America’s seaports are now starting to feel the chilling effects of supply chain disruptions from China, warned Noel Hacegaba, the Deputy Executive Director of Administration and Operations for the Port of Long Beach, California.
Hacegaba said the Port of Long Beach, the second-largest containerized port in the US – is experiencing weakness in volume, down 6% YoY in January, and down another 6% YoY in February. For the quarter, he said the port could see a decline of 12% YoY.
He warned that economic paralysis in China has led to blank sails of containerships across shipping lanes between China and the US.
World Maritime News adds more color onto blank sailings and economic loss that is shocking the global shipping industry right down to the haul.
So far, 105 blank sailings between Asia to North America and Europe have been recorded from January 20 to February 10. The shuttering of dozens of manufacturing hubs in China for virus containment purposes has left the country’s factory output well below full capacity in February, and likely depressed into March.
Data from the UK-based maritime research consultancy, Drewry, said, “the cancellation of 105 sailings per month represents a shortfall in revenue of roughly USD 1 billion (105 x 10,000 TEU x USD 1,000), of which a portion will be made up later via full ships and extra loaders, but the short term damage to carrier profits is large.”
Drewry said port operations in China remained down 20 to 40% during the period. It said ports in the US are only now starting to feel the shock, which is what Hacegaba described last week was beginning at West Coast ports.
Drewry warned that the plunge in container volume in China would severely weigh on global port volumes for the quarter:
“Cargo owners and shipping lines are desperate for a swift resolution that will see Chinese factories resume production and start churning out the goods and parts that grease the global supply chain. It is inevitable that world port throughput will suffer a large contraction in 1Q20, but the question is now whether we can expect a v-shaped recovery later this year or something else entirely?”
For some color on why container volumes in China and likely the rest of the world will collapse this quarter, we specifically outlined in semi-official data from China that business conditions are printing at depression levels (as a reminder, China has been responsible for 60% of the world’s credit creation in the last decade – if China’s catches the flu – so does everyone):
And for confirmation of China’s economic paralysis, China’s National Statistics Bureau reported Friday night the latest, February PMIs and they were absolutely catastrophic:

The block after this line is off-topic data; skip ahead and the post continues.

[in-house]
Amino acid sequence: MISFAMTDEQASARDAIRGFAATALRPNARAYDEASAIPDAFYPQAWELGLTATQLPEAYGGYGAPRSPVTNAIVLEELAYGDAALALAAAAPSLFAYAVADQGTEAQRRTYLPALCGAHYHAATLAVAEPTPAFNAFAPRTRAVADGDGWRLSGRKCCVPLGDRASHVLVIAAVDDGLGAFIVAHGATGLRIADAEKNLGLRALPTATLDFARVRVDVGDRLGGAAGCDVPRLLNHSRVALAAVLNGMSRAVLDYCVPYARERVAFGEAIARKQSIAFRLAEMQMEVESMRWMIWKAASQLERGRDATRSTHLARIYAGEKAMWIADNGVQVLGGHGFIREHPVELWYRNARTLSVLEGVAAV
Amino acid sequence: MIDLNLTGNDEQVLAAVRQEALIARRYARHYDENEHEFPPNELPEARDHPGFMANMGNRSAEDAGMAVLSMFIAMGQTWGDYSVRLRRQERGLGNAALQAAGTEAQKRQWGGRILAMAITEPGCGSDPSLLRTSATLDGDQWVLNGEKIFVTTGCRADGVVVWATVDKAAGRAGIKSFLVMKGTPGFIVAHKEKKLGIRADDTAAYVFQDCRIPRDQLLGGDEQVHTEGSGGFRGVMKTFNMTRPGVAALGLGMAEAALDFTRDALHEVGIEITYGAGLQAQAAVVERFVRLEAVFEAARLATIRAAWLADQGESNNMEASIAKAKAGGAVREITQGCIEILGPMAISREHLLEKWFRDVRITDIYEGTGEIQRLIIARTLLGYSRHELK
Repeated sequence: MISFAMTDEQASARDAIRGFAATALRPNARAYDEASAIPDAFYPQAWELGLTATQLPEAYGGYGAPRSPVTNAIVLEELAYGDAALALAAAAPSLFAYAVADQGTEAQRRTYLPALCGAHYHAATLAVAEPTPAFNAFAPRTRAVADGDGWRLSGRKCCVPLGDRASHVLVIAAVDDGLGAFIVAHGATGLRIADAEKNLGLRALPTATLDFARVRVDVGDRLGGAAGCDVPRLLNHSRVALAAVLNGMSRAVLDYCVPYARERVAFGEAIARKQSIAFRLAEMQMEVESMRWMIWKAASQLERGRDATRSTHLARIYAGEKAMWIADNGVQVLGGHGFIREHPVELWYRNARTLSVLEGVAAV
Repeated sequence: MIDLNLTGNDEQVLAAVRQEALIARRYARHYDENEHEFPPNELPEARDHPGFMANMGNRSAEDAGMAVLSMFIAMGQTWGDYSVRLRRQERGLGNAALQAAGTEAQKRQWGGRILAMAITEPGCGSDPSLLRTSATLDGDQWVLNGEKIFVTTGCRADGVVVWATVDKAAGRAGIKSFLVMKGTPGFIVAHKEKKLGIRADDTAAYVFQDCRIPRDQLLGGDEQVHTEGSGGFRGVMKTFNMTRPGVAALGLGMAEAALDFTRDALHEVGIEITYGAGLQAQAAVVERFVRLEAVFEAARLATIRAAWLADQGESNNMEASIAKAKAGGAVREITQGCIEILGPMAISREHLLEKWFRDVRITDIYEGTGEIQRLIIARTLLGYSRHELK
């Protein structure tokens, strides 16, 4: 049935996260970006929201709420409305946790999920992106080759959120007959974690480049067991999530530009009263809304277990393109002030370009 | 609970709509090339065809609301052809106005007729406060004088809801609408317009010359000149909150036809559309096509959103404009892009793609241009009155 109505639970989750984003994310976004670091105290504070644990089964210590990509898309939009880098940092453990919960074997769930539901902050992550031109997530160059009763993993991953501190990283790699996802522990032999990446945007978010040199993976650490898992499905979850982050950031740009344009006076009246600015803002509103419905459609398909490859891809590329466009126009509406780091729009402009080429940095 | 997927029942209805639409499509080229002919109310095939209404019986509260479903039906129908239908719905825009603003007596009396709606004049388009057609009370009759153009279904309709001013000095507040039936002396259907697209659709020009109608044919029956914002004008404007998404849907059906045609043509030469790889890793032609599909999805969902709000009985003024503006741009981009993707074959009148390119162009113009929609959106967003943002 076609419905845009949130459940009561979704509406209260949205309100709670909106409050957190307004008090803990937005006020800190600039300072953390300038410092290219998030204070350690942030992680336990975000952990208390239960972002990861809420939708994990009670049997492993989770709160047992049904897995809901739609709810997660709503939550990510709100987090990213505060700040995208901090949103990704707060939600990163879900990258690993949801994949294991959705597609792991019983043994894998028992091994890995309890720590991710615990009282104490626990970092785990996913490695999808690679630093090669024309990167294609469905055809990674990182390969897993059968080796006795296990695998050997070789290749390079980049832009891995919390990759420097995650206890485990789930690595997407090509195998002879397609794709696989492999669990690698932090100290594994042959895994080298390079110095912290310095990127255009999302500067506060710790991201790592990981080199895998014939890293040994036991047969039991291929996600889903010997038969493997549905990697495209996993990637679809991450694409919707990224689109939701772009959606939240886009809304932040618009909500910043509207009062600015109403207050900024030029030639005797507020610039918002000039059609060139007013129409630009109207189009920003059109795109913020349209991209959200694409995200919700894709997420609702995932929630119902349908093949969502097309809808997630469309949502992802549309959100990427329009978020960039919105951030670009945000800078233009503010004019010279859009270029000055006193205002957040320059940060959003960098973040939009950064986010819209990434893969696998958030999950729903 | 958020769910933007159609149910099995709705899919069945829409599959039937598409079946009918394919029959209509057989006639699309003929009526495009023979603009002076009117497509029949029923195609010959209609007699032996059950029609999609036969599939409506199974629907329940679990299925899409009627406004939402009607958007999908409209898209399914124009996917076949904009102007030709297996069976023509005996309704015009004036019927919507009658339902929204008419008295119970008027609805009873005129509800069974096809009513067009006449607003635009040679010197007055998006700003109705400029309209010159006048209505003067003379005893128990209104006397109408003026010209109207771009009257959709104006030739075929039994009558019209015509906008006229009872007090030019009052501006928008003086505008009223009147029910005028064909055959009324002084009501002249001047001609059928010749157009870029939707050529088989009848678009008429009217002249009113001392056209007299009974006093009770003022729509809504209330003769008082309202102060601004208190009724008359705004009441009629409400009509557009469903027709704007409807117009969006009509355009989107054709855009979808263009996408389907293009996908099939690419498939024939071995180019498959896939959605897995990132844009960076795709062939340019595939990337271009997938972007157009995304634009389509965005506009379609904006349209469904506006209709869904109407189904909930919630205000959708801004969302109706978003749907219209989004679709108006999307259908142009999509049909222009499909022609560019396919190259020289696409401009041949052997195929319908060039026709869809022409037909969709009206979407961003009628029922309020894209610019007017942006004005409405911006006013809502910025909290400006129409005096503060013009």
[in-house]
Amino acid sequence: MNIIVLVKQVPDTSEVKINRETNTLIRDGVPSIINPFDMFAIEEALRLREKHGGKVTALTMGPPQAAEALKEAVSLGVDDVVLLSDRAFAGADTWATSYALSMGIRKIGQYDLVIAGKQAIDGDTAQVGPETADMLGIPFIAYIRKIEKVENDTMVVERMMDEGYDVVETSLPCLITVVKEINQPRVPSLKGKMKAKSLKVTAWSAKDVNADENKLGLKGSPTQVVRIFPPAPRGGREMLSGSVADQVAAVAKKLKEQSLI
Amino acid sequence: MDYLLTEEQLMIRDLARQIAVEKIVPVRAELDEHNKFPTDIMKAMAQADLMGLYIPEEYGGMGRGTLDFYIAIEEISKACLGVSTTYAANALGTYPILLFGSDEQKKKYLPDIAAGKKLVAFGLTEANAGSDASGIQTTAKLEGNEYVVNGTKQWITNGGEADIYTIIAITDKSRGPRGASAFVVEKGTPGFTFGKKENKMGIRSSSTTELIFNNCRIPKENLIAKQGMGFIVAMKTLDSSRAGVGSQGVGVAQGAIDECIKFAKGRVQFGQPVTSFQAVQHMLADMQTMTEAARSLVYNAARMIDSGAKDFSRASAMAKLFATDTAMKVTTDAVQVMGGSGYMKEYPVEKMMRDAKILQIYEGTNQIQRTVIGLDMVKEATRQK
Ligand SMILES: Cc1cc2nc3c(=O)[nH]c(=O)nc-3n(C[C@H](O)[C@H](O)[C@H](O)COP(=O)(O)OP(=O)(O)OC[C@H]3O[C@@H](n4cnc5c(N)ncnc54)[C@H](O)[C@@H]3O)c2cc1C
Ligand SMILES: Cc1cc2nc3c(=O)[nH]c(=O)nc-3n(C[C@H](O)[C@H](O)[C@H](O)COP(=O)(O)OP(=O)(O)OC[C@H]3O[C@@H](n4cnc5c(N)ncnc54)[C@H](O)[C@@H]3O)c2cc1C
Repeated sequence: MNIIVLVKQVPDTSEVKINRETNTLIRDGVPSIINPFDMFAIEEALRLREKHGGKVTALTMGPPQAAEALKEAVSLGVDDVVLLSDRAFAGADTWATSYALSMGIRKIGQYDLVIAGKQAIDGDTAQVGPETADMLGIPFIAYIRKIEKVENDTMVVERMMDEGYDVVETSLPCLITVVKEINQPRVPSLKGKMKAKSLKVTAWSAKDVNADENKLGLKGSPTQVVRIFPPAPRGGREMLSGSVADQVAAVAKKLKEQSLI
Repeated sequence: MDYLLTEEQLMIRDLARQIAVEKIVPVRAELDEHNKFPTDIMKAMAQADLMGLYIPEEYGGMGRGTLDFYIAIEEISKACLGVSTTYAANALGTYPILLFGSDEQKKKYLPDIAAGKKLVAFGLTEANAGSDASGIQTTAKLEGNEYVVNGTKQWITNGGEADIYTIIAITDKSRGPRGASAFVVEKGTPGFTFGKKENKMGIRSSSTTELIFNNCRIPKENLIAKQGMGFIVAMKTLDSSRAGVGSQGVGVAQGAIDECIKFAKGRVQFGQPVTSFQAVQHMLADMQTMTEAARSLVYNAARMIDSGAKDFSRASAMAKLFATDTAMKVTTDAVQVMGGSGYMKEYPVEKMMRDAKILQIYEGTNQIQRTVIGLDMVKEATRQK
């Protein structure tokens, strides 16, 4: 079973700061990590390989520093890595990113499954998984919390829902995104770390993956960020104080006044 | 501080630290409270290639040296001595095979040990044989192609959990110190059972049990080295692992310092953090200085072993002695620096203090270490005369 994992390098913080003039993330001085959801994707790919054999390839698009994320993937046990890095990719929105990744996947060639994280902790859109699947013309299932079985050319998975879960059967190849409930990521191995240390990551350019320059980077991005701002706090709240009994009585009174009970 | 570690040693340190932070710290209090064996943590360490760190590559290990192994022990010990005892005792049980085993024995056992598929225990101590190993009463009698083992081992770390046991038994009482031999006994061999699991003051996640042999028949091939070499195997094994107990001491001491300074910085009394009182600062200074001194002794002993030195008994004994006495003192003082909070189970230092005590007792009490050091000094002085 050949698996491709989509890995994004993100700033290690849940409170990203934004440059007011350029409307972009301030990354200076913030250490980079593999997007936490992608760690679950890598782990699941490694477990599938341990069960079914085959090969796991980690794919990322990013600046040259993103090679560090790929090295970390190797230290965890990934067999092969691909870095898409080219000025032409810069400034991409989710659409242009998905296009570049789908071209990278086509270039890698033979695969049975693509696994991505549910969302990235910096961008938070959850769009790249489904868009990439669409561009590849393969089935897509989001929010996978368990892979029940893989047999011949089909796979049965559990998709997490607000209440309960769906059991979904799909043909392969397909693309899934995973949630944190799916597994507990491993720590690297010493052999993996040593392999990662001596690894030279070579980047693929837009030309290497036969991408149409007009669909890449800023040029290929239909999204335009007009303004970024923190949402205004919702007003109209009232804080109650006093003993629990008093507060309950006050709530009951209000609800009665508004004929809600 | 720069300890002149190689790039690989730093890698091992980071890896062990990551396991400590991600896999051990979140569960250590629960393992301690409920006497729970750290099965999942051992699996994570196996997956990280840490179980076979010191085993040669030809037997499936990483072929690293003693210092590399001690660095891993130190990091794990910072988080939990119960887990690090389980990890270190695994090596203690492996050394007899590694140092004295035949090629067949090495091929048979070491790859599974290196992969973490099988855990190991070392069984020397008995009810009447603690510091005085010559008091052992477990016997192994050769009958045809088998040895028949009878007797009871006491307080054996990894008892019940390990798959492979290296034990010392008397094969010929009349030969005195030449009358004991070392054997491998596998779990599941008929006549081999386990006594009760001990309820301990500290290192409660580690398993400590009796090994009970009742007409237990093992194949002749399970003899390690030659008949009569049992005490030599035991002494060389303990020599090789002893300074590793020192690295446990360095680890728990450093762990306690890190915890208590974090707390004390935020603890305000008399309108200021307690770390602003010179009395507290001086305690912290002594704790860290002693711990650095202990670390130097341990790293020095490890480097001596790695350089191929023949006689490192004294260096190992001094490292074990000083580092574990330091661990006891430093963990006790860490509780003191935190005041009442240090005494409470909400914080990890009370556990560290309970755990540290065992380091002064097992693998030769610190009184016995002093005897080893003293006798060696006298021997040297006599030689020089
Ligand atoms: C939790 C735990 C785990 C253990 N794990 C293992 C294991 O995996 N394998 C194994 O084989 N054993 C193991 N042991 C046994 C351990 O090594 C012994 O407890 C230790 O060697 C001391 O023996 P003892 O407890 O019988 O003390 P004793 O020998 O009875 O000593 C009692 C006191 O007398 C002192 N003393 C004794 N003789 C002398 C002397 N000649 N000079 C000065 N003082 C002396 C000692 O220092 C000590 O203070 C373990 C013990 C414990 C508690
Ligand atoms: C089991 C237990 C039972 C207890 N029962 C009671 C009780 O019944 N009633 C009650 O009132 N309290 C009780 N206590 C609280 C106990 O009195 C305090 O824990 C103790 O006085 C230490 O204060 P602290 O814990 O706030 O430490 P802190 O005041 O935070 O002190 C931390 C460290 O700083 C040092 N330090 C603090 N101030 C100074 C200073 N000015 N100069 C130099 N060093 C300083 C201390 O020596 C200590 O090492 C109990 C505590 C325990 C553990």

- Manufacturing PMI crashed to 35.7 in Feb, far below the 45.0 consensus estimate, and sharply down from 50.0 in January. A record low.
- Non-Manufacturing PMI plummets to 28.9, also far below the 50.5 consensus, estimate, and down nearly 50% from the 54.1 in Jan. This too was a record low.
Putting these numbers in context, the collapse in China’s economy will continue to weigh on global supply chains that are entirely dependent on the Asian country as a manufacturing source.
“Whatever the outcome, COVID-19 has exposed the fragility of global supply chains that are overly dependent on a single manufacturing source. We suspect that shippers will look to broaden their sourcing options as a form of insurance,” Drewry said.
The nightmare scenario is that the virus outbreak shocks the world into recession as containerized volumes collapse along with trade growth would be devastating for the shipping industry:
“Under this scenario, we anticipate a prolonged downturn for freight rates and an elevated risk of a carrier bankruptcy. To avoid such a prospect, carriers would be forced to revisit the playbook from the financial crash of a decade before and undertake large scale capacity withdrawal in the form of mass idling and demolitions,” Drewry concludes.
And for all those expecting that Beijing will unleash another massive stimulus to kick-start the economy at any cost, it seems that the likelihood of another round of massive stimulus appears low, which means markets are underestimating the scale of the growth slump.
The outbreak in South Korea and Japan may be the next big concern for American ports, as creaking global supply chains has underlined the fragility of the global economy.
by Tyler Durden